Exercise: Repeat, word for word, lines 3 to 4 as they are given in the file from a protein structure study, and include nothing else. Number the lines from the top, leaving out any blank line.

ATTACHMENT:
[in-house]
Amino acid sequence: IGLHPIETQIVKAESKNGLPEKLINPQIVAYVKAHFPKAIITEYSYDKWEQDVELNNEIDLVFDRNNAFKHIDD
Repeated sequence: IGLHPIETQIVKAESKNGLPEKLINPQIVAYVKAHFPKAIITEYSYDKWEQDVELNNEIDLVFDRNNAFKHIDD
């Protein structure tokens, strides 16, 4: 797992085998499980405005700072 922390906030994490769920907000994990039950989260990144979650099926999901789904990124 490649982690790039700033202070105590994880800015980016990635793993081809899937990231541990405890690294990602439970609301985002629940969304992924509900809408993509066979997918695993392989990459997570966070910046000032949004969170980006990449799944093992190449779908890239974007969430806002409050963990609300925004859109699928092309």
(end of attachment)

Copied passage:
Repeated sequence: IGLHPIETQIVKAESKNGLPEKLINPQIVAYVKAHFPKAIITEYSYDKWEQDVELNNEIDLVFDRNNAFKHIDD
């Protein structure tokens, strides 16, 4: 797992085998499980405005700072 922390906030994490769920907000994990039950989260990144979650099926999901789904990124 490649982690790039700033202070105590994880800015980016990635793993081809899937990231541990405890690294990602439970609301985002629940969304992924509900809408993509066979997918695993392989990459997570966070910046000032949004969170980006990449799944093992190449779908890239974007969430806002409050963990609300925004859109699928092309």